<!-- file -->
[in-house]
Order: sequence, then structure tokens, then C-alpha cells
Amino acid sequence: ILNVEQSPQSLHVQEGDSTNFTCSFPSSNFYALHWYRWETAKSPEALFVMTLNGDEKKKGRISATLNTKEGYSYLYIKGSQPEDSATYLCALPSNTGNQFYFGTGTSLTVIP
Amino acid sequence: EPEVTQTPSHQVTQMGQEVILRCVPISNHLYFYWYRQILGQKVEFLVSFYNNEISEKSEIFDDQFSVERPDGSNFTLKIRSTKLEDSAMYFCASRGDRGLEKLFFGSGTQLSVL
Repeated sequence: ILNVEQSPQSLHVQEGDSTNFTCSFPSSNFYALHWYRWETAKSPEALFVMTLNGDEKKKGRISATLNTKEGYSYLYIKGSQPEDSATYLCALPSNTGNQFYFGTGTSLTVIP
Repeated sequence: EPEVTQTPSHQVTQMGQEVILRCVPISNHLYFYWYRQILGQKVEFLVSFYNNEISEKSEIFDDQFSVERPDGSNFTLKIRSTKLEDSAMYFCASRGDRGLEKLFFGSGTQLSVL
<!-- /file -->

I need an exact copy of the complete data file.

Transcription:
[in-house]
Order: sequence, then structure tokens, then C-alpha cells
Amino acid sequence: ILNVEQSPQSLHVQEGDSTNFTCSFPSSNFYALHWYRWETAKSPEALFVMTLNGDEKKKGRISATLNTKEGYSYLYIKGSQPEDSATYLCALPSNTGNQFYFGTGTSLTVIP
Amino acid sequence: EPEVTQTPSHQVTQMGQEVILRCVPISNHLYFYWYRQILGQKVEFLVSFYNNEISEKSEIFDDQFSVERPDGSNFTLKIRSTKLEDSAMYFCASRGDRGLEKLFFGSGTQLSVL
Repeated sequence: ILNVEQSPQSLHVQEGDSTNFTCSFPSSNFYALHWYRWETAKSPEALFVMTLNGDEKKKGRISATLNTKEGYSYLYIKGSQPEDSATYLCALPSNTGNQFYFGTGTSLTVIP
Repeated sequence: EPEVTQTPSHQVTQMGQEVILRCVPISNHLYFYWYRQILGQKVEFLVSFYNNEISEKSEIFDDQFSVERPDGSNFTLKIRSTKLEDSAMYFCASRGDRGLEKLFFGSGTQLSVL